By Lori Fredrich Senior Food Writer, Dining Editor, Podcast Host Published Mar 13, 2020 at 11:01 AM Photography: Lori Fredrich

"Bar Month" at OnMilwaukee is back! For the entire month of March, we're serving up fun articles on bars, clubs and beverages – including guides, the latest trends, bar reviews, the results of our Best of Bars poll and more. Follow along with the #DrinkOnMke hashtag too. Grab a designated driver and dive in!

In this series, we’re on the hunt for some of the area's best fish fries. You’ll find commentary, pro tips and ratings of the three staples of a classic Wisconsin fry: namely the fish, the potato pancakes, and the classic Wisconsin style brandy old fashioned. View all fish fry reviews here.

Liquid Johnny’s
540 S. 76th St.
(414) 476-8668

For years, folks have been urging me to head to Liquid Johnny’s for their Friday night fish fry. Despite countless recommendations and the bar's own declaration of "Best Fish Fry in Town," I never got around to it. All of that changed this month when I put them on my list of bar fish fries to try.

This West Allis watering hole is located in an historical building which has housed a tavern since the early 1900s. It’s small and clean with well-appointed decor that makes it feel like a slightly upscale version of a neighborhood tavern.

Unsurprisingly, there was an hour wait at 6pm on a Friday night during Lent. But, the staff was friendly and we weren’t famished. So we ordered up a couple of (very affordable) highballs and whiled away the time chatting and watching countless fish fries being delivered from the bar kitchen to eager guests throughout the bar.

Fish fry offerings include the Original Fish Fry featuring four pieces of hand-dipped beer battered Icelandic cod ($14); a junior fish fry with three pieces of beer battered cod ($10); grilled cod with a choice of traditional, lemon pepper, jerk or cajun seasoning and drawn butter ($14); beer battered perch* ($16); beer battered walleye ($16); or a combo platter featuring guest’s choice of two items ($16, plus $1 more for walleye or perch).

Each plate comes with coleslaw, rye bread and a choice of fries, tater tots or garlic mashed potatoes. Potato cakes, wedges, onion rings, a cup of clam chowder or a side salad can be substituted for $2 more.

*According to our server, the restaurant is currently serving Euro-perch, a common substitute for lake perch which are currently unavailable due to low populations in the Great Lakes

The fish

Between my dining companion and I, we managed to try all the fish options with the exception of the grilled cod.

The combo featured one large piece of walleye and two smaller portions of cod while the perch plate included five pieces of perch, which our server indicated was Euro-perch, a common substitute for lake perch during the Great Lakes shortage.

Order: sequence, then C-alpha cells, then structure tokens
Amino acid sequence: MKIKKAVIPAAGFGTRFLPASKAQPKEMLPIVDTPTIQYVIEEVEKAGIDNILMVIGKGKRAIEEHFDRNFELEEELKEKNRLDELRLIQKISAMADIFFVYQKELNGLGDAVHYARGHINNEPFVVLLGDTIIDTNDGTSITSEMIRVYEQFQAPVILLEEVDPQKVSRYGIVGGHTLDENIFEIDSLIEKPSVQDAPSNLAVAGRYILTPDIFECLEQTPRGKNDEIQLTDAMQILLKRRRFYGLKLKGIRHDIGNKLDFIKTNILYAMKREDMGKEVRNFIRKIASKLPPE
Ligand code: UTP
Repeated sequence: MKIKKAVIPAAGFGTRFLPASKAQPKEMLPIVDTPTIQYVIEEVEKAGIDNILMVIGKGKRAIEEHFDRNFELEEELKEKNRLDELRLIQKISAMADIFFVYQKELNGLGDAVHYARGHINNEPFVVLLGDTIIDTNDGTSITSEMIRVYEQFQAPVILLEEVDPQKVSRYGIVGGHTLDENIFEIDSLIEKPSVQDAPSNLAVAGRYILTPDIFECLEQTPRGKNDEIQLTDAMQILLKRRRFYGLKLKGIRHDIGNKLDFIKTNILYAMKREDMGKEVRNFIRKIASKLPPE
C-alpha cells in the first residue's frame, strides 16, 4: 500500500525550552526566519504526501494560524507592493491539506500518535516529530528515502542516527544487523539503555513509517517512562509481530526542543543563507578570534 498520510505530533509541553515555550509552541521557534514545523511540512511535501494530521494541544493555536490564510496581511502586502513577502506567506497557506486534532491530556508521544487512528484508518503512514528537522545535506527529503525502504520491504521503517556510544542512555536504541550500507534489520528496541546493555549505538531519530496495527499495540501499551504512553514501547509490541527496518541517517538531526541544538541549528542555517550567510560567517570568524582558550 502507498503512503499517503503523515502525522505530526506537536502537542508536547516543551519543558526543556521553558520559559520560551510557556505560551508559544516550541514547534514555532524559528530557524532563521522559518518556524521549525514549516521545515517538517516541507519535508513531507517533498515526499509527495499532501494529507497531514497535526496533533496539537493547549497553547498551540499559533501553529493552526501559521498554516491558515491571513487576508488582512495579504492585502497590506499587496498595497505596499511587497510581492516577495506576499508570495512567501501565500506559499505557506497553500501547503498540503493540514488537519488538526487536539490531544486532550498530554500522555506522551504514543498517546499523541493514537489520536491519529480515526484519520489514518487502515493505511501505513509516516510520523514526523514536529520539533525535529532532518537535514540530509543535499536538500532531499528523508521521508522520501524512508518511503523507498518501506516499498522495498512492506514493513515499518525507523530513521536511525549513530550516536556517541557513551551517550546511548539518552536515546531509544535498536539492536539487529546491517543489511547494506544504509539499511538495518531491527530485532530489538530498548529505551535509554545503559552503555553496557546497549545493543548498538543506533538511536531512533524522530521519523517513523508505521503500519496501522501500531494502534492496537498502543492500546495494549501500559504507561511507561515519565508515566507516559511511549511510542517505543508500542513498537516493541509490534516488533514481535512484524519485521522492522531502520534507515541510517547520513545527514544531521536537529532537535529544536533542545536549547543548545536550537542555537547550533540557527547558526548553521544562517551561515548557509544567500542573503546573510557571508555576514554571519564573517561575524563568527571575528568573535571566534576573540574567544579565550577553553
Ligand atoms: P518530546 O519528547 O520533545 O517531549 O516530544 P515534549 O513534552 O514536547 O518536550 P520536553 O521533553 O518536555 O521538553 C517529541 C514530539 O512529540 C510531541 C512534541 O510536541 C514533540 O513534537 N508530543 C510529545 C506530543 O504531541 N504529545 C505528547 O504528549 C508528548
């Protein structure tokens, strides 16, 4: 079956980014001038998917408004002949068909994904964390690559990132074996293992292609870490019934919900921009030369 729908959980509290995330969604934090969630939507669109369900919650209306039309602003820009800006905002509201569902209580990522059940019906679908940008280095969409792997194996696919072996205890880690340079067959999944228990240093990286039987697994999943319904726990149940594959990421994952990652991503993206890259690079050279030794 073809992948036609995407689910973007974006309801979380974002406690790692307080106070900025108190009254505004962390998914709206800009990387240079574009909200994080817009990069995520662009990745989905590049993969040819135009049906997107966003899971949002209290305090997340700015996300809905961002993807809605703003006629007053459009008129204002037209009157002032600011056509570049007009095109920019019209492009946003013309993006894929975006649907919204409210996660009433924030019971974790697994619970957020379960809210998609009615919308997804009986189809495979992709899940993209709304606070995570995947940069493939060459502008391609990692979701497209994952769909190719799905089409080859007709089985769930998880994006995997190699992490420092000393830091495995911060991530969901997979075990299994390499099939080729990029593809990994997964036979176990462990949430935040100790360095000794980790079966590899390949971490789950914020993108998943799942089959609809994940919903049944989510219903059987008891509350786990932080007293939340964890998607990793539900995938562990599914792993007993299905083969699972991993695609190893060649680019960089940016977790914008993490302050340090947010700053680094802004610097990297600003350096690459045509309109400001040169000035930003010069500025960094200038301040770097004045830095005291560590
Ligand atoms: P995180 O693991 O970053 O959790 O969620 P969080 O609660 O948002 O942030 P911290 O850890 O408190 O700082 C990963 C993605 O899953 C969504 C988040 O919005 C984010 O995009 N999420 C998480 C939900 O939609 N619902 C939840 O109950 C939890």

The beer batter on all the fish was uniformly crisp and brown. It wasn't too thick that it overwhelmed the fish and it clung to the exterior of each piece effectively. As for flavor, it was moderately seasoned with slight hint of beer. Unfortunately the tell-tale pools of oil which collected on our plates verified that it definitely erred on the greasy side.

Beneath the batter, the walleye and the perch were both acceptable in terms of flavor and texture. The Euro perch was expectedly mild with tender flesh and no signs of overcooking. The same went for the walleye, which was fairly mild and firm with a nice flakey texture. The flavor of the cod, on the other hand, was somewhat flat and its flesh slightly rubbery.

In the end, the lake fish was adequate. But it made me wonder if opting for the grilled cod would have been a more satisfying option.

The potato 

While the fish didn’t quite meet my expectations, I was more saddened by the potato cakes. I’ve gone five or more fish fries without seeing a prefab flower shaped hash brown patty on my plate; and, if I’m honest, I would have liked to have gone longer.

The potato cake was nice and crisp, resembling – at its best – a hot, crisp McDonald’s hashbrown patty. But it wasn’t a potato pancake.

To be fair, I understand that bars often have small kitchens, so their ability to make extra items like potato pancakes can often be limited. However, while I’ll always gladly pay an up-charge for a housemade pancake, it’s admittedly a disappointment to see an upcharge for a frozen product that gets tossed in the fryer as easily as fries or tater tots.

The old fashioned

The brandy old fashioned sweet appeared as a classic built with muddled fruit, a moderate brandy presence, just enough soda to round things out and enough bitters for balance and complexity. Overall, Liquid Johnny’s served up a solid on this front.

Liquid Johnny’s is open daily from 11 a.m. to close.

Got suggestions for our next fish fry? Email with your suggestions. Suggested fish fry menus should (ideally) include at least one lake fish option (walleye, perch), potato pancakes and a stellar old fashioned.

Lori Fredrich Senior Food Writer, Dining Editor, Podcast Host

Lori is an avid cook whose accrual of condiments and spices is rivaled only by her cookbook collection. Her passion for the culinary industry was birthed while balancing A&W root beer mugs as a teenage carhop, fed by insatiable curiosity and fueled by the people whose stories entwine with each and every dish. She’s had the privilege of chronicling these tales via numerous media, including OnMilwaukee and in her book “Milwaukee Food.” Her work has garnered journalism awards from entities including the Milwaukee Press Club. 

When she’s not eating, photographing food, writing or recording the FoodCrush podcast, you’ll find Lori seeking out adventures with her husband Paul, traveling, cooking, reading, learning, snuggling with her cats and looking for ways to make a difference.